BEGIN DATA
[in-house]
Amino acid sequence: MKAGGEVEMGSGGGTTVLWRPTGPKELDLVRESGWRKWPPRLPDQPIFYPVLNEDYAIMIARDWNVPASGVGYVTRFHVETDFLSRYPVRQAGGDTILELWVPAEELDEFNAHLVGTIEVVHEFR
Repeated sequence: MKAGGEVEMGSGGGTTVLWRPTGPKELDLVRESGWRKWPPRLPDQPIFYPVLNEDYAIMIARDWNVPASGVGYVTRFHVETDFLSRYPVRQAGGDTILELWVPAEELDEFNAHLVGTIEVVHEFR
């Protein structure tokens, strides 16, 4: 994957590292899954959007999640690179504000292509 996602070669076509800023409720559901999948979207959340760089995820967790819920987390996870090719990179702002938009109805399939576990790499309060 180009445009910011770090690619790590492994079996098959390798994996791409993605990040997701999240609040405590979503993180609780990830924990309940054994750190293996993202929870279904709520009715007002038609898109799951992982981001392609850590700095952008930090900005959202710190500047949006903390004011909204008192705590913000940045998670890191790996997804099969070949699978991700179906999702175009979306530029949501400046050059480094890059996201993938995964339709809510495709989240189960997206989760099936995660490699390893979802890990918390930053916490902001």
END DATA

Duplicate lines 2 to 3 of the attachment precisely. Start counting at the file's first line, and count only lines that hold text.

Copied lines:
Amino acid sequence: MKAGGEVEMGSGGGTTVLWRPTGPKELDLVRESGWRKWPPRLPDQPIFYPVLNEDYAIMIARDWNVPASGVGYVTRFHVETDFLSRYPVRQAGGDTILELWVPAEELDEFNAHLVGTIEVVHEFR
Repeated sequence: MKAGGEVEMGSGGGTTVLWRPTGPKELDLVRESGWRKWPPRLPDQPIFYPVLNEDYAIMIARDWNVPASGVGYVTRFHVETDFLSRYPVRQAGGDTILELWVPAEELDEFNAHLVGTIEVVHEFR